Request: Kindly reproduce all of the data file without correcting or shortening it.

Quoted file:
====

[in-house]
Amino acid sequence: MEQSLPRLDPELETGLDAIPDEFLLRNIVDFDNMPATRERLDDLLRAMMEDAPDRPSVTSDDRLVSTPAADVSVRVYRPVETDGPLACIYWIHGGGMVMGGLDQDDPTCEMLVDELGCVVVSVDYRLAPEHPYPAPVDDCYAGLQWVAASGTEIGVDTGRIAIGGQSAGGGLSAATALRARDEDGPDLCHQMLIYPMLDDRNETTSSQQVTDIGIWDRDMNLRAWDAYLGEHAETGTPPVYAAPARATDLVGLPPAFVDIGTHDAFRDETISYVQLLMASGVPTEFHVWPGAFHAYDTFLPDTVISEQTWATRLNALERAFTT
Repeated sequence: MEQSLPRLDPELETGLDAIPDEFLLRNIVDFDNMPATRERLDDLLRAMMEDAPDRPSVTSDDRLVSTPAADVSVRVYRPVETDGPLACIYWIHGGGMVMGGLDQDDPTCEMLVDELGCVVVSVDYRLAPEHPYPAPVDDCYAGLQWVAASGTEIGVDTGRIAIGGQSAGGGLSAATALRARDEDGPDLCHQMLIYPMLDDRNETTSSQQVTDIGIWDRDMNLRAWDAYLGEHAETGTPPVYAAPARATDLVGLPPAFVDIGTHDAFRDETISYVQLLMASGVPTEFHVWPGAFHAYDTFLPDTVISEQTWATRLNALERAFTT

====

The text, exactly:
[in-house]
Amino acid sequence: MEQSLPRLDPELETGLDAIPDEFLLRNIVDFDNMPATRERLDDLLRAMMEDAPDRPSVTSDDRLVSTPAADVSVRVYRPVETDGPLACIYWIHGGGMVMGGLDQDDPTCEMLVDELGCVVVSVDYRLAPEHPYPAPVDDCYAGLQWVAASGTEIGVDTGRIAIGGQSAGGGLSAATALRARDEDGPDLCHQMLIYPMLDDRNETTSSQQVTDIGIWDRDMNLRAWDAYLGEHAETGTPPVYAAPARATDLVGLPPAFVDIGTHDAFRDETISYVQLLMASGVPTEFHVWPGAFHAYDTFLPDTVISEQTWATRLNALERAFTT
Repeated sequence: MEQSLPRLDPELETGLDAIPDEFLLRNIVDFDNMPATRERLDDLLRAMMEDAPDRPSVTSDDRLVSTPAADVSVRVYRPVETDGPLACIYWIHGGGMVMGGLDQDDPTCEMLVDELGCVVVSVDYRLAPEHPYPAPVDDCYAGLQWVAASGTEIGVDTGRIAIGGQSAGGGLSAATALRARDEDGPDLCHQMLIYPMLDDRNETTSSQQVTDIGIWDRDMNLRAWDAYLGEHAETGTPPVYAAPARATDLVGLPPAFVDIGTHDAFRDETISYVQLLMASGVPTEFHVWPGAFHAYDTFLPDTVISEQTWATRLNALERAFTT